One of the most fascinating parts of nutrition and the body is the brain.
If you've ever struggled with disordered eating - or just have gone too long without eating - you've felt the side effects in your body. You start to think about food, food cravings pop up, and you probably feel hunger in your body in some way. If this becomes consistent, the food thoughts become constant and obsessive. The food cravings may turn into binges or just eating a lot of food, especially easy to digest food like snack food or desserts.
In any type of disordered eating, the brain is going to be affected. It's also going to react in a protective manner because it wants to survive.
All these obsessive thoughts about food are a protective mechanism for the brain and body! When you're not getting enough nourishment, your blood sugar starts to drop. Since your brain's preferred fuel is glucose (delicious, nutritious carbs!), it starts to signal hunger through hunger hormones. You'll start to think about food or you'll be craving your next meal or snack, and you may feel sensations in your stomach. With increased hunger, you'll feel ravenous, tired, and perhaps lightheaded as your blood sugar really drops.
If you have a meal or snack and refuel your body, you'll fill satisfied and satiety cues will be triggered. Food just won't be as appealing for the next few hours, and your brain will be able to think, focus, and concentrate on other parts of your life like work, relationships, or fun until your next meal or snack.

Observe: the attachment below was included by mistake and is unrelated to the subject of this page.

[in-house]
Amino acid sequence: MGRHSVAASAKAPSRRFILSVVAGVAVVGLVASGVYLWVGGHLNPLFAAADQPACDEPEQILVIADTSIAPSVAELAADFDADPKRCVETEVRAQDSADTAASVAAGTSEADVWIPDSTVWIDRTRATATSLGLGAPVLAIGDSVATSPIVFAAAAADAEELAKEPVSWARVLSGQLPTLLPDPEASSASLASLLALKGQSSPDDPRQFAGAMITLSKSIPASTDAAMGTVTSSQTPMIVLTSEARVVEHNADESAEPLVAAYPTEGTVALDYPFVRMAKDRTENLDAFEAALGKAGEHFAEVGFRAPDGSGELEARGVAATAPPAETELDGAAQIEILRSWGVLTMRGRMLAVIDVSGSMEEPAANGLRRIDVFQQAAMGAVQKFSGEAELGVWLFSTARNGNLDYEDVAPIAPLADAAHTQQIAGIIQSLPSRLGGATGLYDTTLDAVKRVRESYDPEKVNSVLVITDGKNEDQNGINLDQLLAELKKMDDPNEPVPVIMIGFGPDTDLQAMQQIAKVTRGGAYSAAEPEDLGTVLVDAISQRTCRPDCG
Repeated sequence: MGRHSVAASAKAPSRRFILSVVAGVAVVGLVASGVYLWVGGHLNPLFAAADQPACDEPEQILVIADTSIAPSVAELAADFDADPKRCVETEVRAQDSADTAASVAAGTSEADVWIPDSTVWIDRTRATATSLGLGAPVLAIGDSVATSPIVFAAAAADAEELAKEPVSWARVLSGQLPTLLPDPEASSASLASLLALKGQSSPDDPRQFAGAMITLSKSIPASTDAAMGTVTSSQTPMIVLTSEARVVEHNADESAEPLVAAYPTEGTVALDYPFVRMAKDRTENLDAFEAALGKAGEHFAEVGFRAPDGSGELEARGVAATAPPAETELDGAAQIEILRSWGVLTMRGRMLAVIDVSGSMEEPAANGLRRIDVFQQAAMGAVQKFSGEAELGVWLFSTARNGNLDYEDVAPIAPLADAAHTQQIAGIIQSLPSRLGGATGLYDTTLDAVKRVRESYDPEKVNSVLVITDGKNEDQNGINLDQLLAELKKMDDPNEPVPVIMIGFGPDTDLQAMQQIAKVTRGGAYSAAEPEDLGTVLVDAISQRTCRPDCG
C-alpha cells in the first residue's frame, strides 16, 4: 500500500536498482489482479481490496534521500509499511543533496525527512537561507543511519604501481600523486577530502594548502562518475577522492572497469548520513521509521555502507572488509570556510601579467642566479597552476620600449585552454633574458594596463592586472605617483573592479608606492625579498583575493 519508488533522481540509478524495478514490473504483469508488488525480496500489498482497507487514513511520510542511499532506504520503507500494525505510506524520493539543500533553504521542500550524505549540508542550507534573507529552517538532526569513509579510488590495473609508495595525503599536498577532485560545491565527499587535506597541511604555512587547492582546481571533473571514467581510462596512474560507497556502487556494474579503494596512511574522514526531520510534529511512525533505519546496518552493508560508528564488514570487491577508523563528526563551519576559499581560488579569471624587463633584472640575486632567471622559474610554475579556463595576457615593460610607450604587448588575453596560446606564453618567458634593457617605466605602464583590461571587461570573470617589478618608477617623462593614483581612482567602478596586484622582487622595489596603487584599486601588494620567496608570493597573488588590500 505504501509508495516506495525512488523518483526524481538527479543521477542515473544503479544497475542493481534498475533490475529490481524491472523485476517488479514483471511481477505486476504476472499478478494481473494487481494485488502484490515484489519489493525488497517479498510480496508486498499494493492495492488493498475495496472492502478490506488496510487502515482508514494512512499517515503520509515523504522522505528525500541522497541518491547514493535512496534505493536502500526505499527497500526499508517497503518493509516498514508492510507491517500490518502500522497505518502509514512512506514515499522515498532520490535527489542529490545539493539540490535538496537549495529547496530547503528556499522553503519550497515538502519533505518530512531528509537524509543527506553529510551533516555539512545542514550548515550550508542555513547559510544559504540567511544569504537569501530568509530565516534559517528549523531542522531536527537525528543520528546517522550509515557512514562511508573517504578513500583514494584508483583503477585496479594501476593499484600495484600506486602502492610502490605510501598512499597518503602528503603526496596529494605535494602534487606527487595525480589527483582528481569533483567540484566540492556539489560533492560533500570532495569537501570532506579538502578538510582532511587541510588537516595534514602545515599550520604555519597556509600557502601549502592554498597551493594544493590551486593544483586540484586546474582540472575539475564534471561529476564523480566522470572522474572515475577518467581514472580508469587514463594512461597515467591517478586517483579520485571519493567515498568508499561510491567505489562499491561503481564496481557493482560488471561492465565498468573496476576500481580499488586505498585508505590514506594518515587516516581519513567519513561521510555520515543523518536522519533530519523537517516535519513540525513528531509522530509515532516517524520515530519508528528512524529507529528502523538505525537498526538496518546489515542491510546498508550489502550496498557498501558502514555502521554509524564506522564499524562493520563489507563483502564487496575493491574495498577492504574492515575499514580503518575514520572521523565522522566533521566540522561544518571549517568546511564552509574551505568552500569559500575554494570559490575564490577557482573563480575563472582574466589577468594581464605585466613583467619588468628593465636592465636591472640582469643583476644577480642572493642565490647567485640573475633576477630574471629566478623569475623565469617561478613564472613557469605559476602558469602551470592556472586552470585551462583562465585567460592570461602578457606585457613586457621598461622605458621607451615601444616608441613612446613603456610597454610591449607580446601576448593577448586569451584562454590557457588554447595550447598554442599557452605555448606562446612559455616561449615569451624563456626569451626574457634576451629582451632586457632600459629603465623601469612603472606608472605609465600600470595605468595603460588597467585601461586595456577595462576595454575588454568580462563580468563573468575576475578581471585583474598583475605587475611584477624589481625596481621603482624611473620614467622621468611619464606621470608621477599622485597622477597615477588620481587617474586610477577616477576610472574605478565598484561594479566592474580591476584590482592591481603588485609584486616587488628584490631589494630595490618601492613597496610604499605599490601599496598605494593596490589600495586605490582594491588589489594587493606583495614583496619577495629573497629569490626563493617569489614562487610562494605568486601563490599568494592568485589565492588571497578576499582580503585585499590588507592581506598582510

It's pretty cool how your body can manage this so well on its own.
The brain is such a small organ compared to the rest of your body, but it requires a tremendous amount of energy. It uses more energy than any other organ in the body and 20% of the energy you eat goes up to your brain!
This means that disordered eating patterns directly impact the brain. If you are restricting your diet - or following a diet, which is restrictive by nature - your brain isn't the energy it needs. You may find yourself obsessing about food, not able to focus or concentrate, irritable, lightheaded, or anxious because of lack of nutrients. You'll likely feel more emotional or have mood swings.
Your metabolism is going to slow down as your food thoughts amp up because your brain wants you to seek out food to refuel. You might have intense food cravings for carbs and fats (think ice cream or chips) because it's energy-dense food. You could struggle with "emotional eating" or binges, which are often a sign that your body needs consistent nourishment.
Luckily, recovery from disordered eating or an eating disorder leads to a well-nourished brain. I've heard many clients feel the difference pretty immediately. As you give your body consistent fuel and tune back into your hunger cues, your thinking may clear and food thoughts decrease. You'll have sustainable energy again and won't have to rely on coffee to stay awake during the day. Your moods may stabilize, so you can do the mental and emotional work of healing your relationship with food and your body.
Eating regular meals and snacks and honoring your hunger is one of the best ways to build back trust with your body and brain. It helps your body's cues to normalize over time because your brain starts to trust that there is consistent fuel coming in and that it's not in a "famine" state. It will also allow you to live a life beyond diets. When your body is satisfied, you'll have so much more mental space to be creative, explore other hobbies, and live life outside of food.
Now, I'm signing off for a night-time brain-fuel snack (chocolate, of course!).